Jim Wynne-Evans RIP

Just back from Edinburgh where I had been to a marvellous funeral service for the Rev Canon Jim Wynne-Evans. Old St Paul’s was packed to the gunnels to mourn Jim and celebrate him too. The kind of service where the Great & the Good and the Riff Raff were there in equal measure and some probably fitted into both categories.

We managed to remember him well, I rather think.

It was a funeral that made me weep buckets, and to be honest, there are not many of those. I was not close to Jim in recent years. Indeed, I knew him best about 10 years ago. However, when I encountered him I found him to be funny, gracious, witty, naughty, hospitable and downright good. I think he was also the first out gay priest I knew who lived with a partner. I learned from him possiblities that had been fought for.

Richard Holloway reminded us this afternoon that Jim came from a time when persecution was much less subtle than it is now. Indeed, for much of Jim’s life, living out his life as a gay man could have got him in trouble with the law. And medics tried to torture gay men into being straight too. The shear resiliance of the gay soul facing all that (and the onset of AIDS and all that brought) is the answer to why gay folk keep turning up at church and some of us stay and keep fighting on.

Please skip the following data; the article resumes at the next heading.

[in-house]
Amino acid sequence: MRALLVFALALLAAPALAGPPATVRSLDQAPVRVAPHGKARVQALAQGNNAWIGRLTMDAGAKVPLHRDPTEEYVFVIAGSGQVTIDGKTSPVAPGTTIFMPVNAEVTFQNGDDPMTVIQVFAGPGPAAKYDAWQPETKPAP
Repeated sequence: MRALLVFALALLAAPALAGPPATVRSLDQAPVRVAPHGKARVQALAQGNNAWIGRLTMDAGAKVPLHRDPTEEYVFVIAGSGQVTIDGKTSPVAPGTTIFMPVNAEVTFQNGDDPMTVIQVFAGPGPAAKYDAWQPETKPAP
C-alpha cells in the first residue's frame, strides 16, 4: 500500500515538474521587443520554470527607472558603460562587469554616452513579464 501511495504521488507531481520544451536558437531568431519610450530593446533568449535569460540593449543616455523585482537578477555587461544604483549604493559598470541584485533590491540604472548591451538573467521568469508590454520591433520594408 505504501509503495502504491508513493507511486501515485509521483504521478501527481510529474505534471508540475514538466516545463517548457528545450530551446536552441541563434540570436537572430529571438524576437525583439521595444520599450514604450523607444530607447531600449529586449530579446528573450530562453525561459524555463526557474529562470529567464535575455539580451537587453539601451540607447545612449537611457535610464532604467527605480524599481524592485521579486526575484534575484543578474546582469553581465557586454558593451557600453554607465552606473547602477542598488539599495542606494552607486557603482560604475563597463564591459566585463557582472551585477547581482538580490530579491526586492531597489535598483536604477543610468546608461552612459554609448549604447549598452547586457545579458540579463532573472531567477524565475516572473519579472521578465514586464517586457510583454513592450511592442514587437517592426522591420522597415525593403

He also reminded us of just how compassionate, angry, holy, funny, raw and downright coarse the love of God actually is. (At least, that’s the way it is if the biblical authors are to be believed). After the sermon there was a Princess Di moment as the applause began at the back in the cheap seats and moved up the church in waves.

There was much to be moved by. Brother Kentigern reading the lament for David and Jonathan, the guitar music from David, Jim’s other half, the sound of the plainsong psalms and +Richard’s fine words. I’d say there is no singing quite like the sound of triumphant hymn singing by a defiant Christian crowd at a good funeral. (And fine trumpet descants took us to a special place too).

And then at the end, a magic moment. +Richard led them out with Jim’s coffin to negotiate the stairs. (No mean feat in itself). As he went, he read the Nunc Dimittis.

Lord, now lettest thou thy servant depart in peace : according to thy word.
For mine eyes have seen : thy salvation,
Which thou hast prepared : before the face of all people;
To be a light to lighten the Gentiles : and to be the glory of thy people Israel.

As he went down the stairs and started the Gloria, there was a crackle and the microphone was out of range and his voice was silenced at the midverse.

Hundreds upon hundreds of people took up the words as though committing themselves to take up and celebrate in their own lives all the things in which Jim had been great:

As it was in the beginning is now and ever shall be.
World without end.